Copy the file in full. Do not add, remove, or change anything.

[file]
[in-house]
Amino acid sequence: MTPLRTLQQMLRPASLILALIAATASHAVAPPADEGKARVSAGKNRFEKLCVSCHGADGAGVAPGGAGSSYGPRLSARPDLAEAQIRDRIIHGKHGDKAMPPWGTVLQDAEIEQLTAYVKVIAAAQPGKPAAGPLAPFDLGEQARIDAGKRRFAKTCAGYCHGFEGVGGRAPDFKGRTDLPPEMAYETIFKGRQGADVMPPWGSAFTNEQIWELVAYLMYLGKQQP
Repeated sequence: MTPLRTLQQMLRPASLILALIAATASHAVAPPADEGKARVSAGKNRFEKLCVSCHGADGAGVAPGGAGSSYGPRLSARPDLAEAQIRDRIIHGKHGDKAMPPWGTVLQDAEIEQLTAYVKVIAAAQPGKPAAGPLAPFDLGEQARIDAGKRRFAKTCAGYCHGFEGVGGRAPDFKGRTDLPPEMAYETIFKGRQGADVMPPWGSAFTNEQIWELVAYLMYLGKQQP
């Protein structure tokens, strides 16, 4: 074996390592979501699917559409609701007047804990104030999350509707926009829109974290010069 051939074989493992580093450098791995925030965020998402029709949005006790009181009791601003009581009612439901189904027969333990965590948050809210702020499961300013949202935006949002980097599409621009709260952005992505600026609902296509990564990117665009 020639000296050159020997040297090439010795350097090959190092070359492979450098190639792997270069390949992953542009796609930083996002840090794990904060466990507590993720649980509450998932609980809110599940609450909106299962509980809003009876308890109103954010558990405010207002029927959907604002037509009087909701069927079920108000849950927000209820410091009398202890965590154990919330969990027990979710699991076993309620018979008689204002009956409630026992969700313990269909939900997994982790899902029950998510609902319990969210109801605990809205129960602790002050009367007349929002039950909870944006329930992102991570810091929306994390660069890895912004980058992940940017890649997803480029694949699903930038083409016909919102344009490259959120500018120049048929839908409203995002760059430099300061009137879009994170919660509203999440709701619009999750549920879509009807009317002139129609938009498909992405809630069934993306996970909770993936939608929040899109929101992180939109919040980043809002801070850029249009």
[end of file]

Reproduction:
[in-house]
Amino acid sequence: MTPLRTLQQMLRPASLILALIAATASHAVAPPADEGKARVSAGKNRFEKLCVSCHGADGAGVAPGGAGSSYGPRLSARPDLAEAQIRDRIIHGKHGDKAMPPWGTVLQDAEIEQLTAYVKVIAAAQPGKPAAGPLAPFDLGEQARIDAGKRRFAKTCAGYCHGFEGVGGRAPDFKGRTDLPPEMAYETIFKGRQGADVMPPWGSAFTNEQIWELVAYLMYLGKQQP
Repeated sequence: MTPLRTLQQMLRPASLILALIAATASHAVAPPADEGKARVSAGKNRFEKLCVSCHGADGAGVAPGGAGSSYGPRLSARPDLAEAQIRDRIIHGKHGDKAMPPWGTVLQDAEIEQLTAYVKVIAAAQPGKPAAGPLAPFDLGEQARIDAGKRRFAKTCAGYCHGFEGVGGRAPDFKGRTDLPPEMAYETIFKGRQGADVMPPWGSAFTNEQIWELVAYLMYLGKQQP
């Protein structure tokens, strides 16, 4: 074996390592979501699917559409609701007047804990104030999350509707926009829109974290010069 051939074989493992580093450098791995925030965020998402029709949005006790009181009791601003009581009612439901189904027969333990965590948050809210702020499961300013949202935006949002980097599409621009709260952005992505600026609902296509990564990117665009 020639000296050159020997040297090439010795350097090959190092070359492979450098190639792997270069390949992953542009796609930083996002840090794990904060466990507590993720649980509450998932609980809110599940609450909106299962509980809003009876308890109103954010558990405010207002029927959907604002037509009087909701069927079920108000849950927000209820410091009398202890965590154990919330969990027990979710699991076993309620018979008689204002009956409630026992969700313990269909939900997994982790899902029950998510609902319990969210109801605990809205129960602790002050009367007349929002039950909870944006329930992102991570810091929306994390660069890895912004980058992940940017890649997803480029694949699903930038083409016909919102344009490259959120500018120049048929839908409203995002760059430099300061009137879009994170919660509203999440709701619009999750549920879509009807009317002139129609938009498909992405809630069934993306996970909770993936939608929040899109929101992180939109919040980043809002801070850029249009």